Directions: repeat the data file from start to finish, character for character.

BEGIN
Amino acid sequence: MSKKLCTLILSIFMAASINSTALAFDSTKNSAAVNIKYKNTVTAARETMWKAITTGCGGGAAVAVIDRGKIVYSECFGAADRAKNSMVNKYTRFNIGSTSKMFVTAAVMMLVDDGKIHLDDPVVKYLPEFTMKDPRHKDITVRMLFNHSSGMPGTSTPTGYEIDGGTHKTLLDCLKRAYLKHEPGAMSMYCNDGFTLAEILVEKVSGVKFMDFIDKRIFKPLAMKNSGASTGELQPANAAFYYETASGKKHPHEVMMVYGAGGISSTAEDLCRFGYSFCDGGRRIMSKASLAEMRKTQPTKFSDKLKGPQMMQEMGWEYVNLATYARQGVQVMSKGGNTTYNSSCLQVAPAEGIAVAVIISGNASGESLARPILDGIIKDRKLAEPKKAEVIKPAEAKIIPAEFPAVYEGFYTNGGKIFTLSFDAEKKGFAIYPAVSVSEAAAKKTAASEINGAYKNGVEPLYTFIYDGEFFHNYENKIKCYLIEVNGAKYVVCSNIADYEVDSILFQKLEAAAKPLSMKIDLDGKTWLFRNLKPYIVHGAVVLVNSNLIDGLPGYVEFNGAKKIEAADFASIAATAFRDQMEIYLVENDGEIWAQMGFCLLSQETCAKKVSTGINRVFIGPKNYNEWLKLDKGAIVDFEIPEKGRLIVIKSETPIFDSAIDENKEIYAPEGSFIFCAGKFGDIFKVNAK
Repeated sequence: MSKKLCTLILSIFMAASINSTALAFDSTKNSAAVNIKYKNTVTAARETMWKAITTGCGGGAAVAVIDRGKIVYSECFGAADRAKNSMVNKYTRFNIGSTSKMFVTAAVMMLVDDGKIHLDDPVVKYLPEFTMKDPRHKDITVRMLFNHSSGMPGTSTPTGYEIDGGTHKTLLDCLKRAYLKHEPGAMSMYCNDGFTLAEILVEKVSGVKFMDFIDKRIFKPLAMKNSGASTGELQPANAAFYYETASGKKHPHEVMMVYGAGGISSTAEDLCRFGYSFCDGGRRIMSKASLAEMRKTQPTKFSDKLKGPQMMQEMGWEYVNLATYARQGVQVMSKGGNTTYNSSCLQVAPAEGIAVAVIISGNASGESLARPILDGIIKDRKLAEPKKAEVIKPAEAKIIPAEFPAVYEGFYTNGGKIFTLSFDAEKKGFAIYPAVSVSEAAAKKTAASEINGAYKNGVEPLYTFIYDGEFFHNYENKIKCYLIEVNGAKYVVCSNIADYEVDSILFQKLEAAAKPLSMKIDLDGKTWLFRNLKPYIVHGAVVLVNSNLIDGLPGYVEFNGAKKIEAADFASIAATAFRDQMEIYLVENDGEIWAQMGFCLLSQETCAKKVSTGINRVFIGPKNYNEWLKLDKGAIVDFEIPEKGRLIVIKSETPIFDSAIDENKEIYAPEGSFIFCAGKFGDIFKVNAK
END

Amino acid sequence: MSKKLCTLILSIFMAASINSTALAFDSTKNSAAVNIKYKNTVTAARETMWKAITTGCGGGAAVAVIDRGKIVYSECFGAADRAKNSMVNKYTRFNIGSTSKMFVTAAVMMLVDDGKIHLDDPVVKYLPEFTMKDPRHKDITVRMLFNHSSGMPGTSTPTGYEIDGGTHKTLLDCLKRAYLKHEPGAMSMYCNDGFTLAEILVEKVSGVKFMDFIDKRIFKPLAMKNSGASTGELQPANAAFYYETASGKKHPHEVMMVYGAGGISSTAEDLCRFGYSFCDGGRRIMSKASLAEMRKTQPTKFSDKLKGPQMMQEMGWEYVNLATYARQGVQVMSKGGNTTYNSSCLQVAPAEGIAVAVIISGNASGESLARPILDGIIKDRKLAEPKKAEVIKPAEAKIIPAEFPAVYEGFYTNGGKIFTLSFDAEKKGFAIYPAVSVSEAAAKKTAASEINGAYKNGVEPLYTFIYDGEFFHNYENKIKCYLIEVNGAKYVVCSNIADYEVDSILFQKLEAAAKPLSMKIDLDGKTWLFRNLKPYIVHGAVVLVNSNLIDGLPGYVEFNGAKKIEAADFASIAATAFRDQMEIYLVENDGEIWAQMGFCLLSQETCAKKVSTGINRVFIGPKNYNEWLKLDKGAIVDFEIPEKGRLIVIKSETPIFDSAIDENKEIYAPEGSFIFCAGKFGDIFKVNAK
Repeated sequence: MSKKLCTLILSIFMAASINSTALAFDSTKNSAAVNIKYKNTVTAARETMWKAITTGCGGGAAVAVIDRGKIVYSECFGAADRAKNSMVNKYTRFNIGSTSKMFVTAAVMMLVDDGKIHLDDPVVKYLPEFTMKDPRHKDITVRMLFNHSSGMPGTSTPTGYEIDGGTHKTLLDCLKRAYLKHEPGAMSMYCNDGFTLAEILVEKVSGVKFMDFIDKRIFKPLAMKNSGASTGELQPANAAFYYETASGKKHPHEVMMVYGAGGISSTAEDLCRFGYSFCDGGRRIMSKASLAEMRKTQPTKFSDKLKGPQMMQEMGWEYVNLATYARQGVQVMSKGGNTTYNSSCLQVAPAEGIAVAVIISGNASGESLARPILDGIIKDRKLAEPKKAEVIKPAEAKIIPAEFPAVYEGFYTNGGKIFTLSFDAEKKGFAIYPAVSVSEAAAKKTAASEINGAYKNGVEPLYTFIYDGEFFHNYENKIKCYLIEVNGAKYVVCSNIADYEVDSILFQKLEAAAKPLSMKIDLDGKTWLFRNLKPYIVHGAVVLVNSNLIDGLPGYVEFNGAKKIEAADFASIAATAFRDQMEIYLVENDGEIWAQMGFCLLSQETCAKKVSTGINRVFIGPKNYNEWLKLDKGAIVDFEIPEKGRLIVIKSETPIFDSAIDENKEIYAPEGSFIFCAGKFGDIFKVNAK